Minnesota agency reports lower than forecast revenue and lower economic growth in 2018
On Tuesday, Minnesota Management and Budget released its Revenue and Economic Update.
State government revenues
On revenue, it reported that tax receipts for the months July to September had come in $66 million (1.4%) below February’s forecast. Other revenues, income tax, and sales tax revenues all came in below projections. Only Corporate Franchise Tax revenue matched expectations.
It would be premature to worry about this just yet. As with last year’s figures, these could be revised at some point to close much of this gap. Also, this release covers only the revenue side of the government. A comprehensive review that will also look at spending is due out after Thanksgiving.
National economic growth outlook
On economic growth, the state’s economic consultant, IHS Markit, lowered its projected 2018 growth for the United States from 2.7% to 2.4%. This has cut is driven by IHS Markit’s expectation that Congress will pass neither a tax reform bill nor an infrastructure spending bill.
The outlook for 2018 remains uncertain. Recent natural disasters will exacerbate economic volatility through the first quarter of 2018. At the same time, expectations for fiscal stimulus effects in 2018 have faded. With their October baseline, IHS has removed their previous assumptions of tax cuts and infrastructure spending that would boost growth in 2018. IHS now expects annual real GDP growth of 2.4 percent in 2018, followed by a steady 2.2 percent pace over the following three years. The IHS October baseline forecast for 2017 growth matches the Blue Chip Consensus, the median of 50 business and academic forecasts.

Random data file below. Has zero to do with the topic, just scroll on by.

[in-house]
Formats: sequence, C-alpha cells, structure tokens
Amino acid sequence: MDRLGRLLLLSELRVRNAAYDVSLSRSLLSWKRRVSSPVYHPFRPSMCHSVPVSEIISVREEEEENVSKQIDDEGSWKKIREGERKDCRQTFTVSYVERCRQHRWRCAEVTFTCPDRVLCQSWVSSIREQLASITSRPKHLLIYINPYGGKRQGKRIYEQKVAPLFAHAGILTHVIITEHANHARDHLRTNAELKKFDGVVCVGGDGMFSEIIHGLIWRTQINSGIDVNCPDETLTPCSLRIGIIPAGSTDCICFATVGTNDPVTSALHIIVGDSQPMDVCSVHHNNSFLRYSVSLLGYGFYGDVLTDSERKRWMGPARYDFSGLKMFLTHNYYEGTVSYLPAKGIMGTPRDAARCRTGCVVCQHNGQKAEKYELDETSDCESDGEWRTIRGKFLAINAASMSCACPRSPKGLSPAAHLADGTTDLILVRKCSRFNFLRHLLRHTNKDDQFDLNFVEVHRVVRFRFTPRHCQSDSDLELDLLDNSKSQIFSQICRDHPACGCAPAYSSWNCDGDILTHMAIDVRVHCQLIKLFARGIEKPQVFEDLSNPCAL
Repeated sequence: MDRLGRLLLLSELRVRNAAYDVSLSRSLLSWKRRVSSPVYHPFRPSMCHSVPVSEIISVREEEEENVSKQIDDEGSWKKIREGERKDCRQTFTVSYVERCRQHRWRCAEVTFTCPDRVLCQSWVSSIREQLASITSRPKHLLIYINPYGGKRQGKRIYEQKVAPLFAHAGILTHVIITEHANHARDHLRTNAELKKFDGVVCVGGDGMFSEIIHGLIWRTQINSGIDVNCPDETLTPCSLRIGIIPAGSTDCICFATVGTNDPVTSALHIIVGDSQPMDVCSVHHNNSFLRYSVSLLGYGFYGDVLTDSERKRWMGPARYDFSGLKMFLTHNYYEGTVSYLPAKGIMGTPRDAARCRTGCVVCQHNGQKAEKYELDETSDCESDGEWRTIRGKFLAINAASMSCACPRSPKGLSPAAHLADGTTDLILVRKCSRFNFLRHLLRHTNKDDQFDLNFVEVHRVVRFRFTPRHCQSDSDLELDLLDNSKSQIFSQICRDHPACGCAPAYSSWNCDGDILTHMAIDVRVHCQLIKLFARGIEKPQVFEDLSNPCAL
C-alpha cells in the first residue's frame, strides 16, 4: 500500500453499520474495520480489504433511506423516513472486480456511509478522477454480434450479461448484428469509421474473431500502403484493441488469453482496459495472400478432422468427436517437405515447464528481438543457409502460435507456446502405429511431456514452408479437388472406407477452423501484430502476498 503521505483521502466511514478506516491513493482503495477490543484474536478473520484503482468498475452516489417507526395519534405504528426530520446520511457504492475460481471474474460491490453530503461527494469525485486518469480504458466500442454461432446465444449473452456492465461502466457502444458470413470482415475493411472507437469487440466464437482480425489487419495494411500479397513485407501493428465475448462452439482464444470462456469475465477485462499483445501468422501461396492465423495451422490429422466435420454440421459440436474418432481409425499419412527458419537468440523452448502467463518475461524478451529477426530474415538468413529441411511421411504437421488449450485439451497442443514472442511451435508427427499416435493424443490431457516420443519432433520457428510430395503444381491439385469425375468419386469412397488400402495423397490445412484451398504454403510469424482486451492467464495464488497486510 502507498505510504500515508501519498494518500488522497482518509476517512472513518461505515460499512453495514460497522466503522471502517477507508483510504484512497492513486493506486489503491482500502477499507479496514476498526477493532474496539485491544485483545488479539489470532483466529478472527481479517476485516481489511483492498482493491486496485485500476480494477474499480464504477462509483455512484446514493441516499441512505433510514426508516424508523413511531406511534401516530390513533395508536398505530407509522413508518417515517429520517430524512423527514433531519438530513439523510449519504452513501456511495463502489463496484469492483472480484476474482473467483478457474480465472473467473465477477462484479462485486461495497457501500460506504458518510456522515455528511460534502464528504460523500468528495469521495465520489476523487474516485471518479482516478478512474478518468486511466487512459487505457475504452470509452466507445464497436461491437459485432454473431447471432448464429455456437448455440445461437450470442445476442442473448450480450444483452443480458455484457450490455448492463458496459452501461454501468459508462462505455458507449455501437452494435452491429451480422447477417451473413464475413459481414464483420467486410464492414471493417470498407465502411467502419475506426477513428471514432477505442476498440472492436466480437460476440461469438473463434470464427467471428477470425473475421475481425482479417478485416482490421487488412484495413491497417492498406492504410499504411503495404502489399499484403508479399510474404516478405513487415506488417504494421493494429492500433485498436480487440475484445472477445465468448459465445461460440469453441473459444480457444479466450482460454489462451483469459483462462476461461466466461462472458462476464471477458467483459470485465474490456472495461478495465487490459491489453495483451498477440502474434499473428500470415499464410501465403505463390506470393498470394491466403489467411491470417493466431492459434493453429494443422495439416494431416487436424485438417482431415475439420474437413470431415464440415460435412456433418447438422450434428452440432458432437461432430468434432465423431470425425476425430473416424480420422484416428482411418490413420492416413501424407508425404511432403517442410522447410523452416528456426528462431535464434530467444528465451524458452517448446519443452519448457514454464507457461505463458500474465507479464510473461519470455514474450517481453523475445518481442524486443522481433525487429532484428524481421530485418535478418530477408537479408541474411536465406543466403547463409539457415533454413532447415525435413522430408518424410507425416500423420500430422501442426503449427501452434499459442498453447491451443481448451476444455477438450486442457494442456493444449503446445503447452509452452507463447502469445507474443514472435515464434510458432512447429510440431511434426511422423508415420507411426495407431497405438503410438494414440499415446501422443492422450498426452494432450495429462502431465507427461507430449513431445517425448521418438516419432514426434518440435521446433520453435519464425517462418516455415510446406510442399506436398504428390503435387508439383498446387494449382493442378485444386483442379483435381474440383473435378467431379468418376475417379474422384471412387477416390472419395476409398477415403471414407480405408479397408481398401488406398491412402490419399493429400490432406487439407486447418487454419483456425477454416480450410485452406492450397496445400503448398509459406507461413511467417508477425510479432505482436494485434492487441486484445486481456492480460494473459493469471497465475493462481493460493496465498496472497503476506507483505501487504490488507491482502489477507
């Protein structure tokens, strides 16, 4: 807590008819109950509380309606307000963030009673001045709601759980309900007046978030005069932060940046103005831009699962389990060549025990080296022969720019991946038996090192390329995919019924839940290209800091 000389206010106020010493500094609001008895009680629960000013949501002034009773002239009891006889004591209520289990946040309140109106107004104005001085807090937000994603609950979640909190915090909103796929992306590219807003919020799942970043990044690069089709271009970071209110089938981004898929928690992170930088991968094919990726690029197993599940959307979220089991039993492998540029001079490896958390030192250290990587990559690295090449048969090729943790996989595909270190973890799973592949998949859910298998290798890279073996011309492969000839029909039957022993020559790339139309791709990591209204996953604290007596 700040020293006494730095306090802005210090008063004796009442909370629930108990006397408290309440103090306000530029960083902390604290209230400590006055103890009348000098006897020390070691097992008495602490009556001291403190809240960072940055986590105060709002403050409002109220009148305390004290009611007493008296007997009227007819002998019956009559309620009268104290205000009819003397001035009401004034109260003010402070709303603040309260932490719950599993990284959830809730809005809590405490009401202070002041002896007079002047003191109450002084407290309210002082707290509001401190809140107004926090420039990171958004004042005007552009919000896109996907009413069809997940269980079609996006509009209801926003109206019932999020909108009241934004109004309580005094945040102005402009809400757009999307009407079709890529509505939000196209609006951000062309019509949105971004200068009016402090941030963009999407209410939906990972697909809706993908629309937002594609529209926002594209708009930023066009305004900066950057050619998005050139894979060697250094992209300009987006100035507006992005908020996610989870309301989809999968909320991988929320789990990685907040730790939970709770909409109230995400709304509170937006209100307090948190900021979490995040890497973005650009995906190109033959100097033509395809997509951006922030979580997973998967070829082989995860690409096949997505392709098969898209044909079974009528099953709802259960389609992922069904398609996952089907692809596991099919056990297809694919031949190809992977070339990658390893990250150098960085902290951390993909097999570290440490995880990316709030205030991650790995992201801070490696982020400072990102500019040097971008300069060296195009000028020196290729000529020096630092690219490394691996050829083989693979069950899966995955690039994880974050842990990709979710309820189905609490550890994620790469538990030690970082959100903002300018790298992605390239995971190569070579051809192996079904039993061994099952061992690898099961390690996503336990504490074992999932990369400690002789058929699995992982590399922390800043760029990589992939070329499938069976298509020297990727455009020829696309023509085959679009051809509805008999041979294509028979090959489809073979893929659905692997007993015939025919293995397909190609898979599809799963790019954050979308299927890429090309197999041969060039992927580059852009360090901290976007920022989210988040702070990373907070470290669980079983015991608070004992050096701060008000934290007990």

The national unemployment rate is forecast to continue more or less as it is, 4.4%. The Fed funds rate, currently 1.00 – 1.25%, is projected to rise to 3.00% by the end of 2019.
IHS Markit assigns probabilities to central, pessimistic, and optimistic scenarios. The central scenario, reported here, has a 65% probability. The risk are seen slightly more on the downside. The optimistic scenario gets a probability of 15% and the pessimistic one of 25%.
John Phelan is an economist at the Center of the American Experiment.